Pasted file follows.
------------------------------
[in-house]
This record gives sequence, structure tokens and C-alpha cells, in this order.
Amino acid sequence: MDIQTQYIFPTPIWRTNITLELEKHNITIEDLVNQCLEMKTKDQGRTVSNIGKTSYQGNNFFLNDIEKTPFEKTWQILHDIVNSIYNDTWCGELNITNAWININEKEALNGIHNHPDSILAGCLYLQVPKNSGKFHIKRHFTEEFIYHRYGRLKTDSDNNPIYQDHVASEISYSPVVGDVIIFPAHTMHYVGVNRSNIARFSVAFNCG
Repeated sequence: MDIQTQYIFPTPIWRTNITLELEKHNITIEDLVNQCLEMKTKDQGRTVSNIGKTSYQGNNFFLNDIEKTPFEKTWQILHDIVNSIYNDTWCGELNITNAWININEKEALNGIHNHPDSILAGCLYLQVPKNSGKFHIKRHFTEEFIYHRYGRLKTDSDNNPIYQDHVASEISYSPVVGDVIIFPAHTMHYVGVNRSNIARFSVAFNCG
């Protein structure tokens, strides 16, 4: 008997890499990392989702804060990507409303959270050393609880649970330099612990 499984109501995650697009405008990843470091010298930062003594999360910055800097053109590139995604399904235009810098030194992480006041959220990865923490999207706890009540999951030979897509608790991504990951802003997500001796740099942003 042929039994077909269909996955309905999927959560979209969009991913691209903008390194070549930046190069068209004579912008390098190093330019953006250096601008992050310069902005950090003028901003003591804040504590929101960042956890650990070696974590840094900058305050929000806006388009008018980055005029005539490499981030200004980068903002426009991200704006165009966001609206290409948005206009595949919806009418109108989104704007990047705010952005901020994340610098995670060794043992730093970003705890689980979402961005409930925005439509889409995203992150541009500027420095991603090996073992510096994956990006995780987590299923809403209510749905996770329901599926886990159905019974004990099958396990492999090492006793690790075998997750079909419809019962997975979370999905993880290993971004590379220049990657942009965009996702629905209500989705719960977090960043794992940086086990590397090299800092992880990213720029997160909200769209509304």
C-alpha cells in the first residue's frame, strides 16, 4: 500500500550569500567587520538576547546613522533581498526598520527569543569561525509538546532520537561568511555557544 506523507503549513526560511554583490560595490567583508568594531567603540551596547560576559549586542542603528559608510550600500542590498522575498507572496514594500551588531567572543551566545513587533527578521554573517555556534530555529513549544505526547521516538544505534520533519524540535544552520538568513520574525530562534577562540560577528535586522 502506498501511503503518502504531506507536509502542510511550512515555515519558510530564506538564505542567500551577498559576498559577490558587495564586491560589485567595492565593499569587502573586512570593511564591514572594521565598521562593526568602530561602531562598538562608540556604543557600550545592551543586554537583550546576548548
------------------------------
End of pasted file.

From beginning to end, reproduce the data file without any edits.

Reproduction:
[in-house]
This record gives sequence, structure tokens and C-alpha cells, in this order.
Amino acid sequence: MDIQTQYIFPTPIWRTNITLELEKHNITIEDLVNQCLEMKTKDQGRTVSNIGKTSYQGNNFFLNDIEKTPFEKTWQILHDIVNSIYNDTWCGELNITNAWININEKEALNGIHNHPDSILAGCLYLQVPKNSGKFHIKRHFTEEFIYHRYGRLKTDSDNNPIYQDHVASEISYSPVVGDVIIFPAHTMHYVGVNRSNIARFSVAFNCG
Repeated sequence: MDIQTQYIFPTPIWRTNITLELEKHNITIEDLVNQCLEMKTKDQGRTVSNIGKTSYQGNNFFLNDIEKTPFEKTWQILHDIVNSIYNDTWCGELNITNAWININEKEALNGIHNHPDSILAGCLYLQVPKNSGKFHIKRHFTEEFIYHRYGRLKTDSDNNPIYQDHVASEISYSPVVGDVIIFPAHTMHYVGVNRSNIARFSVAFNCG
């Protein structure tokens, strides 16, 4: 008997890499990392989702804060990507409303959270050393609880649970330099612990 499984109501995650697009405008990843470091010298930062003594999360910055800097053109590139995604399904235009810098030194992480006041959220990865923490999207706890009540999951030979897509608790991504990951802003997500001796740099942003 042929039994077909269909996955309905999927959560979209969009991913691209903008390194070549930046190069068209004579912008390098190093330019953006250096601008992050310069902005950090003028901003003591804040504590929101960042956890650990070696974590840094900058305050929000806006388009008018980055005029005539490499981030200004980068903002426009991200704006165009966001609206290409948005206009595949919806009418109108989104704007990047705010952005901020994340610098995670060794043992730093970003705890689980979402961005409930925005439509889409995203992150541009500027420095991603090996073992510096994956990006995780987590299923809403209510749905996770329901599926886990159905019974004990099958396990492999090492006793690790075998997750079909419809019962997975979370999905993880290993971004590379220049990657942009965009996702629905209500989705719960977090960043794992940086086990590397090299800092992880990213720029997160909200769209509304």
C-alpha cells in the first residue's frame, strides 16, 4: 500500500550569500567587520538576547546613522533581498526598520527569543569561525509538546532520537561568511555557544 506523507503549513526560511554583490560595490567583508568594531567603540551596547560576559549586542542603528559608510550600500542590498522575498507572496514594500551588531567572543551566545513587533527578521554573517555556534530555529513549544505526547521516538544505534520533519524540535544552520538568513520574525530562534577562540560577528535586522 502506498501511503503518502504531506507536509502542510511550512515555515519558510530564506538564505542567500551577498559576498559577490558587495564586491560589485567595492565593499569587502573586512570593511564591514572594521565598521562593526568602530561602531562598538562608540556604543557600550545592551543586554537583550546576548548